Other resolutions adopted on conventional arms included those dedicated to the Arms Trade Treaty (A/RES/73/36), the Convention on Cluster Munitions (A/RES/73/54), the Anti-Personnel Landmine Convention (A/RES/73/61) and the Convention on Certain Conventional Weapons (A/RES/73/84). The Assembly also adopted a fourth resolution on combatting the threat posed by improvised explosive devices (A/RES/73/67) as well as texts on confidence-building measures (A/RES/73/51) and illicit arms brokering activities (A/RES/73/63).
Report to UNROCA and contribute to the implementation of the SG Disarmament Agenda.
Confidence-building measures are a key theme in the Disarmament Agenda of the Secretary-General. The United Nations Register of Conventional Arms (UNROCA) is an important UN tool to help States build trust and confidence. All countries are expected annually to report to UNROCA. The UN makes the reported information public; all data can be found on www.un.org/disarmament/unroca.
When governments are open about their weapons imports and exports – including on small arms – they signal: we have nothing to hide. All our weapons transfers are undertaken in conformity with the UN Charter. We stand ready to have a dialogue on our choices with anyone interested.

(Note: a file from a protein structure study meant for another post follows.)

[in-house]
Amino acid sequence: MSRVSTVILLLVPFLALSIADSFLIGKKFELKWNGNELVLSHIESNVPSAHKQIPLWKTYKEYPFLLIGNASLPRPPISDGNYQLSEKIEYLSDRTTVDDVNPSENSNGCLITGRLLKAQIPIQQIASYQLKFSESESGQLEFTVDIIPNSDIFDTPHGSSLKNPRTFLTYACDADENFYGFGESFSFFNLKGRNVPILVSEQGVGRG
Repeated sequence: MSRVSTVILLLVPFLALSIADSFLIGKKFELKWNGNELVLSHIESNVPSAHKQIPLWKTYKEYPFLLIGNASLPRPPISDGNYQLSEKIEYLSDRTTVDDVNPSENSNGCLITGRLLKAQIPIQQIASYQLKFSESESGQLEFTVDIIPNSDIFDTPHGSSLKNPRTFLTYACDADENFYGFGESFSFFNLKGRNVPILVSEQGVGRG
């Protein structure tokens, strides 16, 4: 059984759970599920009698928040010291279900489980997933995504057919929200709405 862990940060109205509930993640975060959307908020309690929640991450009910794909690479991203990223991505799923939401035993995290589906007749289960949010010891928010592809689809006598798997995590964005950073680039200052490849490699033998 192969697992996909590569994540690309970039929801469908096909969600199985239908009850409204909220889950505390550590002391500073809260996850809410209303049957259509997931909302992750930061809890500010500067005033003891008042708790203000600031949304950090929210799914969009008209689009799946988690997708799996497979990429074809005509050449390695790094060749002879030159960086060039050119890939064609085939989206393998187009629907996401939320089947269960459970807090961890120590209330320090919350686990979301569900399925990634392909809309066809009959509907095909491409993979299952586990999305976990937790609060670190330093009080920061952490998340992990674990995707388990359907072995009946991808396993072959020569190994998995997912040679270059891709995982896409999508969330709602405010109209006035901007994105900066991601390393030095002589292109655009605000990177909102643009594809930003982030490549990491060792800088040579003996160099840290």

By reporting to UNROCA, your Government contributes to more transparency in armaments and trust-building among States. This makes UNROCA an important instrument for conflict prevention.
The United Nations Office for Disarmament Affairs stands ready to assist Member States with their submission. Member States may contact email@example.com.
In her recent articles Let’s not forget: Gender must be at the heart of arms control, the High Representative for Disarmament Affairs at the United Nations, Ms. Izumi Nakamitsu, reiterated the importance gender considerations have in arms control discussions.